How To Create Additional Webpages on Your HTML Website

Updated on August 9, 2021
How To Create Additional Webpages on Your HTML Website

When building a website, you may want to have more than one webpage. If you want to add and link to additional pages, you’ll need to first create a new html file in your website project directory. In this tutorial, we’ll learn how to create and link to an additional webpage on your website

Our demonstration website includes an “About” webpage. In this tutorial, we’ll walk you through the process of creating and linking to an “About” webpage, but you may change the title and the content of this page to fit your needs.

To add a new page to your website, create a new file named about.html and save it in your project directory html-practice. (If you have not been following the tutorial series, you can review instructions for setting up a new html file in our tutorial Setting Up Your HTML Project.)

Note: If you decide to choose your own name for the file, make sure to avoid character spaces, special characters (such as !, #, %, or others), and capital letters as these can cause problems later on. You must also include the .html extension.

Next, you’ll need to format the file by adding information that will help the browser interpret the file content. To format the file, add following code snippet at the top of the document:

<!DOCTYPE html>
<html lang="en">
    <meta charset="utf-8">

Make sure to change the highlighted text with a title you want for you page. For an explanation of each of the HTML tags, please visit the earlier tutorial in this series Adding an HTML <head> Element To Your Webpage. Save the file before you continue.

Before adding any content to this page, let’s walk through the steps of adding a link to this page on your homepage.

First, return to your index.html file and add the following snippet below the subtitle of your site and above the closing </div> tag:

<p style="font-size: 20px; color:#1F9AFE;">
<a href="Webpage_FilePath">About this site</a>

Change the highlighted file path to the relative file path of your “about.html” file. The relative path refers to the file location relative to the current working directory (as opposed to the absolute path, which refers to the file location relative to the root directory.) If you are using the Visual Studio Code text editor, you can copy the relative file path by CTRL + Left Click (on Macs) or right-clicking' (on Windows) on the file icon and selecting Copy Relative Path.`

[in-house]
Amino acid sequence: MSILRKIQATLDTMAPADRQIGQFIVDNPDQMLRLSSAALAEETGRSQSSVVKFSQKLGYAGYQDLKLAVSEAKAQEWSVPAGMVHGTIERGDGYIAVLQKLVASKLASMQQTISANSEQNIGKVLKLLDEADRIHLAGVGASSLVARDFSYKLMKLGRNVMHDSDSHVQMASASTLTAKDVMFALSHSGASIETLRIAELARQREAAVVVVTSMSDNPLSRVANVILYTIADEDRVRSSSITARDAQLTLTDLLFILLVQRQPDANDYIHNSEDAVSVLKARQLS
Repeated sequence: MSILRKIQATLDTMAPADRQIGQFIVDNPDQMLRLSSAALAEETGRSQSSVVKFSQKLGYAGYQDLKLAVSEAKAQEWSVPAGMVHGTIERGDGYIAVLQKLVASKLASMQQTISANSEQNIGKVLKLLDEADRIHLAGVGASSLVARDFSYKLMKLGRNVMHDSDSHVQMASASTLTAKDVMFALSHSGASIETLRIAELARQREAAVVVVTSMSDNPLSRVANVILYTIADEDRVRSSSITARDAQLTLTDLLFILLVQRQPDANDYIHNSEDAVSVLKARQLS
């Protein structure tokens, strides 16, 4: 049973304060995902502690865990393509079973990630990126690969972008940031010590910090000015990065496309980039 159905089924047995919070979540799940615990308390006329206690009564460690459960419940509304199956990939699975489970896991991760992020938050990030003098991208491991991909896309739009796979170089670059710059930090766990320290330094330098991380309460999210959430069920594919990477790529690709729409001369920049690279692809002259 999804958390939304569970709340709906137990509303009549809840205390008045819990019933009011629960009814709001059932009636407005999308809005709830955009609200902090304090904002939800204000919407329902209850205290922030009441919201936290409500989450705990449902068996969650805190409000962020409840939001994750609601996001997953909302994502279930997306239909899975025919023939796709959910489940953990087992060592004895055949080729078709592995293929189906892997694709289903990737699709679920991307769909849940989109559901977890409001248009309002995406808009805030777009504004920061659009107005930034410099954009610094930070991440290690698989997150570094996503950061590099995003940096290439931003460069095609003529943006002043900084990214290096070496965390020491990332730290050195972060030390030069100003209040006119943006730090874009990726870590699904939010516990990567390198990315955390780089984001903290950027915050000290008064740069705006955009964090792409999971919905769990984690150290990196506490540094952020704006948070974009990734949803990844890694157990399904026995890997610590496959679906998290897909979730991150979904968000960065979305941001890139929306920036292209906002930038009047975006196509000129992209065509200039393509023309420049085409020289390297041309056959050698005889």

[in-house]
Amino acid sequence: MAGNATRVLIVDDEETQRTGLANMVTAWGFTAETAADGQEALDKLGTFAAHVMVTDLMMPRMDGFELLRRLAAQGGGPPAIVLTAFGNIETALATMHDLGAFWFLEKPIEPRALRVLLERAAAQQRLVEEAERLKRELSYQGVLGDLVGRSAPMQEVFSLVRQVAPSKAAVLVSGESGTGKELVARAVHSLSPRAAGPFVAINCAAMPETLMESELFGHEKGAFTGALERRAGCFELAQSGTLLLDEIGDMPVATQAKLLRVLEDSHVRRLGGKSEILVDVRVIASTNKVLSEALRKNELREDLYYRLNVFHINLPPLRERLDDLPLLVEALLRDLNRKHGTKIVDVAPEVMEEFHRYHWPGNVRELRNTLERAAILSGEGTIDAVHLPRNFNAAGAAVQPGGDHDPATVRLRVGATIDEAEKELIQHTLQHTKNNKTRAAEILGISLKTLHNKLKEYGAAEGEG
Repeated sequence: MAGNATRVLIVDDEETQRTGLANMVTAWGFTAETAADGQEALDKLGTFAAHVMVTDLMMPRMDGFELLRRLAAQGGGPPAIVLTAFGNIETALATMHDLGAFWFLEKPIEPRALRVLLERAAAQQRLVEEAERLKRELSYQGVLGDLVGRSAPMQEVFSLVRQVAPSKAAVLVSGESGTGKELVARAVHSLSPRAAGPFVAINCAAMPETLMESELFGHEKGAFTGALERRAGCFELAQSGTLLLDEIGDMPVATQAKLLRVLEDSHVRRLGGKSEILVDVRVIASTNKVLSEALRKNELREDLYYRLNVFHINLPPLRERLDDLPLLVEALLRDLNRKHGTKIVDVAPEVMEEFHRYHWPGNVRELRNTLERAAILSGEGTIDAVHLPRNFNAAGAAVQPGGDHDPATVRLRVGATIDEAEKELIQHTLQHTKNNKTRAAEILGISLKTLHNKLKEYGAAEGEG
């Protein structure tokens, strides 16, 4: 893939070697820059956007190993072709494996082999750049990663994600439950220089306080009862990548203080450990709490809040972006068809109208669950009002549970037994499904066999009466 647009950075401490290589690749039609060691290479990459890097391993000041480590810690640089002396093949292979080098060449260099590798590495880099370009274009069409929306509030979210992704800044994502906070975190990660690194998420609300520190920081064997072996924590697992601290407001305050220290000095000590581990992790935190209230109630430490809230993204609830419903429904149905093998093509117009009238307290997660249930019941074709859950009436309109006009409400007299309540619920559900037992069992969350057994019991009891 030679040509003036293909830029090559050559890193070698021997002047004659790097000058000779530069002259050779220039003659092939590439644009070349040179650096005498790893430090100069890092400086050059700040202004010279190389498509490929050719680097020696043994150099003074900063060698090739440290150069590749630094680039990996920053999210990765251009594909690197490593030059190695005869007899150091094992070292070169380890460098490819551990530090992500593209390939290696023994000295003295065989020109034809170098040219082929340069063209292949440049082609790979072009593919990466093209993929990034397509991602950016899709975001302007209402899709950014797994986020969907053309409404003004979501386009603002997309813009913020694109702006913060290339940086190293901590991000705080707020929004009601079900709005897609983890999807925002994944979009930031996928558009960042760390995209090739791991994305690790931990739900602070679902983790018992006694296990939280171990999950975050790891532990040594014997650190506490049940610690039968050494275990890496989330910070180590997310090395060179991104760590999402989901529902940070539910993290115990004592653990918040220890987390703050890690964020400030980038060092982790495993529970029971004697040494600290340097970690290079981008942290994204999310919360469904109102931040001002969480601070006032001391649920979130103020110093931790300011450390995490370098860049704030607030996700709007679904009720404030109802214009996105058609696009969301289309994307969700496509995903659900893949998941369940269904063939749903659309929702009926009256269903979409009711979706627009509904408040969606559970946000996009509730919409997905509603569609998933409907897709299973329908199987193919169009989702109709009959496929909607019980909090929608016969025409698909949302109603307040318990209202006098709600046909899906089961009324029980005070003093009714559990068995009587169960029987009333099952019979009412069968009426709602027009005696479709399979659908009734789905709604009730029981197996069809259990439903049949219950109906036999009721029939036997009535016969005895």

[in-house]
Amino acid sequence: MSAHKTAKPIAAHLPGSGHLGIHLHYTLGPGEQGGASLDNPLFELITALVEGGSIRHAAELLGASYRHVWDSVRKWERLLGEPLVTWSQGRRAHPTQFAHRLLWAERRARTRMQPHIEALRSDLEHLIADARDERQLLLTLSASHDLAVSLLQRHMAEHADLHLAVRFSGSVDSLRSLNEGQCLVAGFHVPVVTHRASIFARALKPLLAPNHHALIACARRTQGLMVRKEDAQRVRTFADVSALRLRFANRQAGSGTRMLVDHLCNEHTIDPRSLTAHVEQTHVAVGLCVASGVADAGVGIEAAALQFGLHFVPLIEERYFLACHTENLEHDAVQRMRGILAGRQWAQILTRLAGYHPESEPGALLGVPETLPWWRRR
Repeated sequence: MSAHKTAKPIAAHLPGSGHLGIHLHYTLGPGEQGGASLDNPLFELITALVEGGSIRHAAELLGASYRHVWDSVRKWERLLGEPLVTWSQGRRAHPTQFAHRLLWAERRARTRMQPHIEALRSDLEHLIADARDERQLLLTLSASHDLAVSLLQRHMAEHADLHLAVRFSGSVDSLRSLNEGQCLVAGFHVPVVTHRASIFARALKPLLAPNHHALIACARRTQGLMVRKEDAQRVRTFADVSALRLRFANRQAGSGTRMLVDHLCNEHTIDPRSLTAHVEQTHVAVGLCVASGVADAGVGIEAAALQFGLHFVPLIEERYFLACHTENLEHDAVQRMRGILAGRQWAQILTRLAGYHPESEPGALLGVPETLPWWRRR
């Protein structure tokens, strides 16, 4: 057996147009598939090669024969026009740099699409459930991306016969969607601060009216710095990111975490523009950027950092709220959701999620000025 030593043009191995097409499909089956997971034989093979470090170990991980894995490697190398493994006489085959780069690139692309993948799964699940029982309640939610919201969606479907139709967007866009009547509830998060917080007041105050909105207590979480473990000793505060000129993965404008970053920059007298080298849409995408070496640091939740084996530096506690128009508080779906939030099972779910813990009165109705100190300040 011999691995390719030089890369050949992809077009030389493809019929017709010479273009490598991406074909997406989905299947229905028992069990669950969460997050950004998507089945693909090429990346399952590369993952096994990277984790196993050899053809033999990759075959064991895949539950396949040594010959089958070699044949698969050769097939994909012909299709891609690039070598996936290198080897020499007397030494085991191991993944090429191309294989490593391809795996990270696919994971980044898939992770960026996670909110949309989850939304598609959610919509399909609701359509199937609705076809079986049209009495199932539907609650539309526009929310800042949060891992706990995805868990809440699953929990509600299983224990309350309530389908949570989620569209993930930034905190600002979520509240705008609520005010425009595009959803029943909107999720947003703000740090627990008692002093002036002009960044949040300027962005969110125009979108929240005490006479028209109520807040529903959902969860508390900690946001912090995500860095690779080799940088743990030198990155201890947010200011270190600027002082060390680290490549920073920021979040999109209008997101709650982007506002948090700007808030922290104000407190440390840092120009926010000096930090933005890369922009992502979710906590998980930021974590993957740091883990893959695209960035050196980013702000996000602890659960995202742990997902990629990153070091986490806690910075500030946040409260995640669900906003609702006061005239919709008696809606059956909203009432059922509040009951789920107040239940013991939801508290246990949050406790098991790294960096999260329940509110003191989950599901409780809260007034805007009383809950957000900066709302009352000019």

Note that we have also specified a font-size and color using the style attribute. Save your index.html file and reload it in the browser.

You should now have a link that directs to your about.html web page like this:

Webpage with link

If you receive an error, make sure that your file is in the same project directory as your index.html file and that there are no errors in your project path.

You should now know how to create and link to a new webpage on your website. You can use these same steps to create and link to additional webpages on your website. You can also add content to any new webpage in the same way you are learning to add content to your homepage.

Thanks for learning with the DigitalOcean Community. Check out our offerings for compute, storage, networking, and managed databases.

Learn more about us

Tutorial Series: How To Build a Website with HTML

This tutorial series will guide you through creating and further customizing this website using HTML, the standard markup language used to display documents in a web browser. No prior coding experience is necessary but we recommend you start at the beginning of the series if you wish to recreate the demonstration website.

At the end of this series, you should have a website ready to deploy to the cloud and a basic familiarity with HTML. Knowing how to write HTML will provide a strong foundation for learning additional front-end web development skills, such as CSS and JavaScript.

About the authors
Default avatar

Senior Manager, DevEd

Open source advocate and lover of education, culture, and community.

Still looking for an answer?

Ask a questionSearch for more help

Was this helpful?
Leave a comment

This textbox defaults to using Markdown to format your answer.

You can type !ref in this text area to quickly search our full set of tutorials, documentation & marketplace offerings and insert the link!

Try DigitalOcean for free

Click below to sign up and get $200 of credit to try our products over 60 days!

Sign up

Join the Tech Talk
Success! Thank you! Please check your email for further details.

Please complete your information!

Featured on Community

Get our biweekly newsletter

Sign up for Infrastructure as a Newsletter.

Hollie's Hub for Good

Working on improving health and education, reducing inequality, and spurring economic growth? We'd like to help.

Become a contributor

Get paid to write technical tutorials and select a tech-focused charity to receive a matching donation.

Welcome to the developer cloud

DigitalOcean makes it simple to launch in the cloud and scale up as you grow — whether you're running one virtual machine or ten thousand.

Learn more
DigitalOcean Cloud Control Panel